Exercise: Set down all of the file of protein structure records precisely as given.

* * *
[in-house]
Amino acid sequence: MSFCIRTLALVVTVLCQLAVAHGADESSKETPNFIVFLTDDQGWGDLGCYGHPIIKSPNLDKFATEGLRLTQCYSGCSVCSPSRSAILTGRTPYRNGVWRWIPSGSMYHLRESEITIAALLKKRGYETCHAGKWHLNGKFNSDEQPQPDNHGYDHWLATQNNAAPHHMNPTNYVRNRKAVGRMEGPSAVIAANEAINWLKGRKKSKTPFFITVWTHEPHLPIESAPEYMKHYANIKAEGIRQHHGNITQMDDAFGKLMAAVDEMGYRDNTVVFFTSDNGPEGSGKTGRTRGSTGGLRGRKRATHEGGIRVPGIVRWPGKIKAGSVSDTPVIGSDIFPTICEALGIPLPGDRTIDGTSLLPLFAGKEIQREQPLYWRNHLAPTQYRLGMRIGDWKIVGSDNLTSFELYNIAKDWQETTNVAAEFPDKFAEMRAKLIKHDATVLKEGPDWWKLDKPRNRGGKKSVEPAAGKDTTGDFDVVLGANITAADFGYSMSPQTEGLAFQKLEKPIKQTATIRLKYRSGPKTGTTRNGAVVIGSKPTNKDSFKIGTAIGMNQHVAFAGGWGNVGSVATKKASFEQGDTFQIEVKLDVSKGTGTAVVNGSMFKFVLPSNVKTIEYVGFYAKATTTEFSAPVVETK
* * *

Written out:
[in-house]
Amino acid sequence: MSFCIRTLALVVTVLCQLAVAHGADESSKETPNFIVFLTDDQGWGDLGCYGHPIIKSPNLDKFATEGLRLTQCYSGCSVCSPSRSAILTGRTPYRNGVWRWIPSGSMYHLRESEITIAALLKKRGYETCHAGKWHLNGKFNSDEQPQPDNHGYDHWLATQNNAAPHHMNPTNYVRNRKAVGRMEGPSAVIAANEAINWLKGRKKSKTPFFITVWTHEPHLPIESAPEYMKHYANIKAEGIRQHHGNITQMDDAFGKLMAAVDEMGYRDNTVVFFTSDNGPEGSGKTGRTRGSTGGLRGRKRATHEGGIRVPGIVRWPGKIKAGSVSDTPVIGSDIFPTICEALGIPLPGDRTIDGTSLLPLFAGKEIQREQPLYWRNHLAPTQYRLGMRIGDWKIVGSDNLTSFELYNIAKDWQETTNVAAEFPDKFAEMRAKLIKHDATVLKEGPDWWKLDKPRNRGGKKSVEPAAGKDTTGDFDVVLGANITAADFGYSMSPQTEGLAFQKLEKPIKQTATIRLKYRSGPKTGTTRNGAVVIGSKPTNKDSFKIGTAIGMNQHVAFAGGWGNVGSVATKKASFEQGDTFQIEVKLDVSKGTGTAVVNGSMFKFVLPSNVKTIEYVGFYAKATTTEFSAPVVETK